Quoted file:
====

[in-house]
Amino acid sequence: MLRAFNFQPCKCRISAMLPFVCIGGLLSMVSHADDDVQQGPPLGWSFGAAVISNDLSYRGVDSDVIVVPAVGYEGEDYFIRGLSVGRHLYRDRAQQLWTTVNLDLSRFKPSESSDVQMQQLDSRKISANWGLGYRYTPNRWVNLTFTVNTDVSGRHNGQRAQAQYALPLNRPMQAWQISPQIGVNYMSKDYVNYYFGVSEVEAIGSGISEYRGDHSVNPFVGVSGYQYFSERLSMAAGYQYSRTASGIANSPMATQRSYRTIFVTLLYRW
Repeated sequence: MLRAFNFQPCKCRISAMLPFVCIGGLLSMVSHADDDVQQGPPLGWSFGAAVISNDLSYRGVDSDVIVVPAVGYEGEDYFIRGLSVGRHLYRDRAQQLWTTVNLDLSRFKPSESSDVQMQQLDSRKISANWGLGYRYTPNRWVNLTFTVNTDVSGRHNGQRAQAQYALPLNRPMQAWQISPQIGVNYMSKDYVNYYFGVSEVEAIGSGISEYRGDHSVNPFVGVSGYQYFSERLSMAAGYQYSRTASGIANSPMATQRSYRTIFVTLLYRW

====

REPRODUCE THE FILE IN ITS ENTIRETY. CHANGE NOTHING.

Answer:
[in-house]
Amino acid sequence: MLRAFNFQPCKCRISAMLPFVCIGGLLSMVSHADDDVQQGPPLGWSFGAAVISNDLSYRGVDSDVIVVPAVGYEGEDYFIRGLSVGRHLYRDRAQQLWTTVNLDLSRFKPSESSDVQMQQLDSRKISANWGLGYRYTPNRWVNLTFTVNTDVSGRHNGQRAQAQYALPLNRPMQAWQISPQIGVNYMSKDYVNYYFGVSEVEAIGSGISEYRGDHSVNPFVGVSGYQYFSERLSMAAGYQYSRTASGIANSPMATQRSYRTIFVTLLYRW
Repeated sequence: MLRAFNFQPCKCRISAMLPFVCIGGLLSMVSHADDDVQQGPPLGWSFGAAVISNDLSYRGVDSDVIVVPAVGYEGEDYFIRGLSVGRHLYRDRAQQLWTTVNLDLSRFKPSESSDVQMQQLDSRKISANWGLGYRYTPNRWVNLTFTVNTDVSGRHNGQRAQAQYALPLNRPMQAWQISPQIGVNYMSKDYVNYYFGVSEVEAIGSGISEYRGDHSVNPFVGVSGYQYFSERLSMAAGYQYSRTASGIANSPMATQRSYRTIFVTLLYRW